15,106 citations

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TL;DR: A thorough exposition of community structure, or clustering, is attempted, from the definition of the main elements of the problem, to the presentation of most methods developed, with a special focus on techniques designed by statistical physicists.

Abstract: The modern science of networks has brought significant advances to our understanding of complex systems. One of the most relevant features of graphs representing real systems is community structure, or clustering, i. e. the organization of vertices in clusters, with many edges joining vertices of the same cluster and comparatively few edges joining vertices of different clusters. Such clusters, or communities, can be considered as fairly independent compartments of a graph, playing a similar role like, e. g., the tissues or the organs in the human body. Detecting communities is of great importance in sociology, biology and computer science, disciplines where systems are often represented as graphs. This problem is very hard and not yet satisfactorily solved, despite the huge effort of a large interdisciplinary community of scientists working on it over the past few years. We will attempt a thorough exposition of the topic, from the definition of the main elements of the problem, to the presentation of most methods developed, with a special focus on techniques designed by statistical physicists, from the discussion of crucial issues like the significance of clustering and how methods should be tested and compared against each other, to the description of applications to real networks.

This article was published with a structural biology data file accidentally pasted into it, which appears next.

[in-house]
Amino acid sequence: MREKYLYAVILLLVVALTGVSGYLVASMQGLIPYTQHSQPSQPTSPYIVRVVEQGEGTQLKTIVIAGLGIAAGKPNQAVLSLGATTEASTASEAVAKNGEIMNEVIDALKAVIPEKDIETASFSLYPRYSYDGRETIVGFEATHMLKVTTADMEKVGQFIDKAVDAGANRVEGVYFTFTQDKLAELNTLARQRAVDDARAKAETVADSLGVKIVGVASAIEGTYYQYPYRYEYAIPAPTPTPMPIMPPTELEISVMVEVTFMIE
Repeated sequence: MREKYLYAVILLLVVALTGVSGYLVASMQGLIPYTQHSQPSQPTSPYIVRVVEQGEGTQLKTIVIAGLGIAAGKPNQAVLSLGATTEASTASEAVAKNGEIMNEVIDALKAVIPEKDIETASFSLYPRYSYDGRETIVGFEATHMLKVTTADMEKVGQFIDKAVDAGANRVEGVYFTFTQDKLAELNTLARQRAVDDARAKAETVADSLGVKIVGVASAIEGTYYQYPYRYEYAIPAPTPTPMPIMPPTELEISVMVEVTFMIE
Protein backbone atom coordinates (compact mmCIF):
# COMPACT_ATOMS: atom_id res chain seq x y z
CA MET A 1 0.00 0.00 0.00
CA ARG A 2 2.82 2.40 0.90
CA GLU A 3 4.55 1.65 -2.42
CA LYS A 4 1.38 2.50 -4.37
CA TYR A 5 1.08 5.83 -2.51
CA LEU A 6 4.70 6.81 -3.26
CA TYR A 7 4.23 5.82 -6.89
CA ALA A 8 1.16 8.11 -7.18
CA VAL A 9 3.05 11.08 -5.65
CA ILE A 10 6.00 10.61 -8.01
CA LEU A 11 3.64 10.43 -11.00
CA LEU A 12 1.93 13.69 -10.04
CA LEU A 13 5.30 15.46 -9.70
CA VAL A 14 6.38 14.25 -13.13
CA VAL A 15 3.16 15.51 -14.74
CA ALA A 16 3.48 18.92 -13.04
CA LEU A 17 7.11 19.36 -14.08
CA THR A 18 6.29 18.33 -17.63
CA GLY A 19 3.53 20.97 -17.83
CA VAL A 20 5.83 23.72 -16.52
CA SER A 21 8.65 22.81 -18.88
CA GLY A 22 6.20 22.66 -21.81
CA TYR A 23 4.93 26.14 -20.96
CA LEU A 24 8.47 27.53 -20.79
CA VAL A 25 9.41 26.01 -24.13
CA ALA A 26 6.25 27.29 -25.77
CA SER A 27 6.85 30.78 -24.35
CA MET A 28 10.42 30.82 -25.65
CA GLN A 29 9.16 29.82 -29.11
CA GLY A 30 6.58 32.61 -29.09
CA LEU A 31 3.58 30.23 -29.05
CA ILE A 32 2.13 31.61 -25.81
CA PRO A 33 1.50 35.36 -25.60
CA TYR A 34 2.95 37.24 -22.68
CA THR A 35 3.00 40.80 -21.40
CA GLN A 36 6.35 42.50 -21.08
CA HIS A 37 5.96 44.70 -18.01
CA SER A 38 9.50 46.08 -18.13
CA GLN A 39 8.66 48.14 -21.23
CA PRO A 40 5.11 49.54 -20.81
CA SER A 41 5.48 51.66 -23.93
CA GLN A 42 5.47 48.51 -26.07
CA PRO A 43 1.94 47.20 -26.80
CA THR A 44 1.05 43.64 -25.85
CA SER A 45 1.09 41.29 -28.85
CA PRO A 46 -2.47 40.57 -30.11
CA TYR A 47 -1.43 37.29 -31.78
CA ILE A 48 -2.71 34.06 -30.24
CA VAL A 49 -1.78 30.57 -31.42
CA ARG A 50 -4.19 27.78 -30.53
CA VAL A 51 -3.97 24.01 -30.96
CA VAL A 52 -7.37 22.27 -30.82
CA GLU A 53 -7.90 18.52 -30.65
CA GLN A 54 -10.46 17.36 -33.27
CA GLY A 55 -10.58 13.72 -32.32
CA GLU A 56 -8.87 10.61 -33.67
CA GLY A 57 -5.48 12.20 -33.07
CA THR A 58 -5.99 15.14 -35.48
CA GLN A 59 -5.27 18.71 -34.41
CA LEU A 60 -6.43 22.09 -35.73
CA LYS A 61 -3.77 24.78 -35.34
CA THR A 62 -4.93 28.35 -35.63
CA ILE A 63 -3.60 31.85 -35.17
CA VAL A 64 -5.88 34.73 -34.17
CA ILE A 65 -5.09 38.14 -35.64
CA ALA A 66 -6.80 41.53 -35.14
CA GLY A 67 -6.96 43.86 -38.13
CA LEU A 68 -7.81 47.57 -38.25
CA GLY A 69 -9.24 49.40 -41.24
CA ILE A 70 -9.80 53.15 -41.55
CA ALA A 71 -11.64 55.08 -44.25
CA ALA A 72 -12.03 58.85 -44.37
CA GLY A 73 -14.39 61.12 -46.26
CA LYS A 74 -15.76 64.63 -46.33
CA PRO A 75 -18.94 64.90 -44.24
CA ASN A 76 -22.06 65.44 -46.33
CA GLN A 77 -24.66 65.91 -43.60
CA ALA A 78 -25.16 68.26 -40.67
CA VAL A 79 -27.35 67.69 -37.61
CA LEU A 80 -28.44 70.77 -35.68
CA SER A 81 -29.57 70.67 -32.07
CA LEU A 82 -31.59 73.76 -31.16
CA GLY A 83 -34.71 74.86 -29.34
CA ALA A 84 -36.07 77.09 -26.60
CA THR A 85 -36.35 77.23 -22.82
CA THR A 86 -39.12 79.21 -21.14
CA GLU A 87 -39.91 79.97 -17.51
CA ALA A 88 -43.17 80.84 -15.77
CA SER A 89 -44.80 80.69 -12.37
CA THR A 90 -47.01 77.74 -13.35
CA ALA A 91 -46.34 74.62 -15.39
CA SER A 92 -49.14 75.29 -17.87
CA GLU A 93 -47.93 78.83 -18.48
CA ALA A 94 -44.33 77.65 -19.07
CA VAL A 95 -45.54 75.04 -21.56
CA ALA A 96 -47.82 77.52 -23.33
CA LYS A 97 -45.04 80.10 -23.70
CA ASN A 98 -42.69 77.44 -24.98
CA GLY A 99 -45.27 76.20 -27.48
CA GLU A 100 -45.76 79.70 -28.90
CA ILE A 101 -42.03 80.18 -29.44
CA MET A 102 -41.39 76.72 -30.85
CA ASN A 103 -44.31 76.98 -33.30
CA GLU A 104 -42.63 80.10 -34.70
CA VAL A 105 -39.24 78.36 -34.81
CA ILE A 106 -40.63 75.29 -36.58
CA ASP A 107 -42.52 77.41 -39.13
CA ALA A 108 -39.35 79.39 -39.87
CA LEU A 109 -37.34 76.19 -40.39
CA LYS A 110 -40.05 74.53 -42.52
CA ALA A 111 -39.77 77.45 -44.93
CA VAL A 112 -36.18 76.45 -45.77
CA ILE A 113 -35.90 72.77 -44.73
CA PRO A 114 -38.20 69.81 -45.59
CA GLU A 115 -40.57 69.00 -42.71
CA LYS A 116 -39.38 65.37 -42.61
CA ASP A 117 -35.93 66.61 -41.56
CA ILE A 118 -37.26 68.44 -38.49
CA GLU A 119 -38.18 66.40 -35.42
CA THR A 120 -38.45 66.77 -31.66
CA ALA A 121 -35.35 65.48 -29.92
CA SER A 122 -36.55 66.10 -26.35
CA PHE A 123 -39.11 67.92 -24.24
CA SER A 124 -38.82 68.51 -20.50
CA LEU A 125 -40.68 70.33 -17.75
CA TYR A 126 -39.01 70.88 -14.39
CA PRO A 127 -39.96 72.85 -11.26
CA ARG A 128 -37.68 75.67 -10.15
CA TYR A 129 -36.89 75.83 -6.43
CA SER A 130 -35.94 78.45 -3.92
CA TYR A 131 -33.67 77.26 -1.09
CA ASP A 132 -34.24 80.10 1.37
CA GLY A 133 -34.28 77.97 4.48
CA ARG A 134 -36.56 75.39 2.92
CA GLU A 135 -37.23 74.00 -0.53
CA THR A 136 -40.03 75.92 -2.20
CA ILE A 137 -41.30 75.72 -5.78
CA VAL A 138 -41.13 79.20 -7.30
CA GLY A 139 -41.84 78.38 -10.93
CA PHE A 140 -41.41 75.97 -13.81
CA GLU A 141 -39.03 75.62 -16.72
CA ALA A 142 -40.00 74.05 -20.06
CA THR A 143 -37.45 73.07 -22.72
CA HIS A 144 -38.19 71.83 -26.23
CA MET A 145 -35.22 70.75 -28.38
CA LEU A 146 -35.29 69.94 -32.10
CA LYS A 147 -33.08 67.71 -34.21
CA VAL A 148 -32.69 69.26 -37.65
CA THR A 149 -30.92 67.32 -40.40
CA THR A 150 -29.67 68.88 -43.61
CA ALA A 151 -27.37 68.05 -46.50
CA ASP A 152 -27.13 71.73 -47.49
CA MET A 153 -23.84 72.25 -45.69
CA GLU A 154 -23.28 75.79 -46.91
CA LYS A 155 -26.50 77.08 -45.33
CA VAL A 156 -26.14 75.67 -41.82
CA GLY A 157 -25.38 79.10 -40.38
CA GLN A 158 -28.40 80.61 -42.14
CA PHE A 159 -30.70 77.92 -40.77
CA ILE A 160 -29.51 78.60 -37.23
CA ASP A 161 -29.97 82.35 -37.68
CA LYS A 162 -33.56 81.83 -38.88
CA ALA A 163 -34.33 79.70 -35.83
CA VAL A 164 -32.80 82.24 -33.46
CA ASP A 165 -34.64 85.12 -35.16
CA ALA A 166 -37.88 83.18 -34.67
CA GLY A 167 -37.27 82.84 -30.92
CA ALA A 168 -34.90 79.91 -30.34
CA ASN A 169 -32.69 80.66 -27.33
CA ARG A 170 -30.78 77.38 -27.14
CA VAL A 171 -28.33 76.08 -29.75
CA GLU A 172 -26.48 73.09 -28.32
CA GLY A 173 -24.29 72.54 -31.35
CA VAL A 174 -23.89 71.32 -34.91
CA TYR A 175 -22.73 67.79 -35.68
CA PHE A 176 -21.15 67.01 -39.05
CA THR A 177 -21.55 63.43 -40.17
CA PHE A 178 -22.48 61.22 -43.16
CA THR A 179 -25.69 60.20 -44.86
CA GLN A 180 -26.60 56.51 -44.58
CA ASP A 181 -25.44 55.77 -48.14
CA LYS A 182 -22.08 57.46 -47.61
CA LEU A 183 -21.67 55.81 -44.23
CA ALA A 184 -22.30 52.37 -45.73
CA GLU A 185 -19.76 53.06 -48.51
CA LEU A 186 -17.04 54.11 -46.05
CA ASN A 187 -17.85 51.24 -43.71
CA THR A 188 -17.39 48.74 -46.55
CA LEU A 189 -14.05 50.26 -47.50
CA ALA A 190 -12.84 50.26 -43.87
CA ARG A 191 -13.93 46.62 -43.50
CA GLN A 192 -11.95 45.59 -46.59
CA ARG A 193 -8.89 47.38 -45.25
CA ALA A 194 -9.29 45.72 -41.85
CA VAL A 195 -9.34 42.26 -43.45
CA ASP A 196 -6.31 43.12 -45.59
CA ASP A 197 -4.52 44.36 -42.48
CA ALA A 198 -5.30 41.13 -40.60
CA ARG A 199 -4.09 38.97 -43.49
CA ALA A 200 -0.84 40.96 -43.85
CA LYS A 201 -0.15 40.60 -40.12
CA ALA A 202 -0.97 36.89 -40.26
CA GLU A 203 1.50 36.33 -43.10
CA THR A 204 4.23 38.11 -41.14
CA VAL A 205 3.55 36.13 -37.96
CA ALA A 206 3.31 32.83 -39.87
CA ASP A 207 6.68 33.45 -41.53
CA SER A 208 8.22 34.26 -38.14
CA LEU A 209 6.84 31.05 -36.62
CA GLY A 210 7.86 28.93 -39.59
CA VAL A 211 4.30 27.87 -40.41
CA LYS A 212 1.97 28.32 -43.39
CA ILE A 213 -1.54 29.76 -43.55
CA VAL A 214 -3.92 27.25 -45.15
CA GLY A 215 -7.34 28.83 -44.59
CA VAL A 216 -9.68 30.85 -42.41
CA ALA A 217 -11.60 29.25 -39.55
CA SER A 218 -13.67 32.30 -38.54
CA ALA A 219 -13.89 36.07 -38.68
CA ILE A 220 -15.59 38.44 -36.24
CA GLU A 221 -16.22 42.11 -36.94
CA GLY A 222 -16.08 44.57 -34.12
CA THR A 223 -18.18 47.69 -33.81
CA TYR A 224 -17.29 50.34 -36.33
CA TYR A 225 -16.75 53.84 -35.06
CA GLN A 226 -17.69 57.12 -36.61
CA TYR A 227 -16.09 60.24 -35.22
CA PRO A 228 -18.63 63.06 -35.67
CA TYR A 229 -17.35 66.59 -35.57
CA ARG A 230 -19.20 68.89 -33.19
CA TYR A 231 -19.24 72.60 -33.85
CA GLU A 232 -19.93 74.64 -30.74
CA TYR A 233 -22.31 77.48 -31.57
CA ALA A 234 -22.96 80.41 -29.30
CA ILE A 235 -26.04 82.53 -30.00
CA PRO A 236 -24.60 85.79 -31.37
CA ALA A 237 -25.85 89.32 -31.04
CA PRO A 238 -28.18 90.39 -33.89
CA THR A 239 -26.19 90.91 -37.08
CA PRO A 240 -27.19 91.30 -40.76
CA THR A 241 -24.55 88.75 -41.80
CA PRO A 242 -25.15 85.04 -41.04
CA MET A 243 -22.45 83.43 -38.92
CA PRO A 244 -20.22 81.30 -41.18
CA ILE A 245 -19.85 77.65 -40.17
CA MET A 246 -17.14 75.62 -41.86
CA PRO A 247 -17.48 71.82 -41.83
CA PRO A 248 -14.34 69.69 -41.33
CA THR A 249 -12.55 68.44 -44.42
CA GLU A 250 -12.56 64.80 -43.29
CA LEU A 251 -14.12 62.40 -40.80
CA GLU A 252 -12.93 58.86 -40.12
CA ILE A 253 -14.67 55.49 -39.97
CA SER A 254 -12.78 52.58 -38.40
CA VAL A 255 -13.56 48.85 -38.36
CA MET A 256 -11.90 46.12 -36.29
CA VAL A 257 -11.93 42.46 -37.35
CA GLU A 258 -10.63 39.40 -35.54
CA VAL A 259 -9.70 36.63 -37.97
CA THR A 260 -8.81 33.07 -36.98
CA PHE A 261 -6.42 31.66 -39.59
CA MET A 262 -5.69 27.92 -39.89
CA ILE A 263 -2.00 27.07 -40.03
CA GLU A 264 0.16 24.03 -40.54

9,057 citations